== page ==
Turkey moved across its border with Iraq seven days ago to track fighters from the Kurdistan Workers' party (PKK) to their bases in the northern Iraqi mountains.
Conflicting reports have indicated there are rising casualties on both sides.
"The jury is out, frankly, as to who is winning this conflict because the Turkish military's claims about the fighting are worlds apart from those of the PKK," Laurence Lee, Al Jazeera's correspondent, reported from Ankara.
He said Turkey was carefully managing its media's reporting of the conflict.
On Wednesday pictures emerged which appear to substantiate claims by PKK fighters that they shot down a Turkish helicopter on Saturday in the remote Chamsku region of Iraq.
"We got those pictures today of the destroyed helicopter which the PKK claimed days ago that they shot down - it took a very long time for the Turks to even admit they had lost that helicopter," said Lee.
Turkey's military general staff said another 77 PKK fighters had been killed since Tuesday night, taking the death toll among the PKK to 230 since Turkey's offensive began.
The PKK claims that 81 Turkish troops have been killed, but casualty numbers could not be verified.
Turkey's refusal to set a timetable for withdrawal comes after Robert Gates, the US defence secretary, urged Turkey to quickly end its military operation in Iraq.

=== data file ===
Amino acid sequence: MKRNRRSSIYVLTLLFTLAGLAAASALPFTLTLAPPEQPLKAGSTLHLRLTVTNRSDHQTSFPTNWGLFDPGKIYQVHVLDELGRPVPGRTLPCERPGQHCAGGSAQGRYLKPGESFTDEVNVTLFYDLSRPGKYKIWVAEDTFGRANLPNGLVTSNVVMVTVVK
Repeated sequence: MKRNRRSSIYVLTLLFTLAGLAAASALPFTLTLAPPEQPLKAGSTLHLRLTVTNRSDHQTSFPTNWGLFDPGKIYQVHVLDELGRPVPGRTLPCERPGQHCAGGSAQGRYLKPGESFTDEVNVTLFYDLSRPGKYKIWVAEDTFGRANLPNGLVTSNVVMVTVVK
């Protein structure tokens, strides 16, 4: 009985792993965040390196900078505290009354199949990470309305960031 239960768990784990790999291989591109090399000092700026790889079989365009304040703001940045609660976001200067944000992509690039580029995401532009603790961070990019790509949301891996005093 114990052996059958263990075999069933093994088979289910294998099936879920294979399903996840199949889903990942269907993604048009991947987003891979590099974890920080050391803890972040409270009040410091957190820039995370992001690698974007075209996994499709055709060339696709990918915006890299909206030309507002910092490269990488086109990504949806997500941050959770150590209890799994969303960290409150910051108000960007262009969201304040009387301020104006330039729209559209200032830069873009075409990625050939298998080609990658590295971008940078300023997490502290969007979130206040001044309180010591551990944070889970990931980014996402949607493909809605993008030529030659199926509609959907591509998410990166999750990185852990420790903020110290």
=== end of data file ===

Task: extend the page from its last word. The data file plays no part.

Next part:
US calls for swift resolution
Gates told reporters in the Indian capital New Delhi that the US wants Ankara to adopt a different method of dealing with fighters from the PKK.
"It's very important that the Turks make this operation as short as possible and then leave, and to be mindful of Iraqi sovereignty," Gates said.
"I measure quick in terms of days, a week or two, something like that. Not months," he said.
Gates is expected to arrive in Ankara, the Turkish capital, later on Wednesday.
In Turkey, more than 40 military trucks ferried hundreds of commandos towards the Iraqi border, a day after heavy snow slowed down Turkey's offensive.
F-16 warplanes were seen flying over the border town of Cukurca towards Iraq, while helicopters brought dozens of troops to a base on the outskirts of the town.
Some helicopters also headed toward Iraq.
The Iraqi government has condemned Turkey's incursion into the Kurdish north of the country.
A statement from Baghdad on Tuesday said that the move was a violation of Iraq's sovereignty and demanded an immediate cessation of fighting.
Ali al-Dabbagh, an Iraqi government spokesman, said: "The cabinet ... expressed its rejection and condemnation of the Turkish military incursion which is considered a violation of Iraq's sovereignty."
Members of the Kurdish security force in the autonomous north of Iraq told the AFP news agency that sustained fighting had continued since Sunday as troops, backed by artillery and air cover, fought to seize a PKK camp in the Zap area.
The camp, situated in a deep valley 6km from the Turkish border, is allegedly one of the main passages used by PKK fighters to infiltrate Turkish territory and launch attacks.
Ankara says an estimated 4,000 PKK rebels are holed up in northern Iraq using the region as a springboard for attacks on Turkish territory as part of their campaign for self-rule in the Kurdish-majority southeast of the country.
Large protests in support of the PKK turned violent in the town of Diyabakir on Monday as protesters clashed with police.
Al Jazeera's Hoda Abdel Hamid said the situation in the town was tense and that reports of similar small clashes in other Turkish towns reflected the growing frustration of Turkey's Kurdish minority.
She said that there was also growing anger on the Turkish side as the number of coffins of soldiers returning home continued to mount.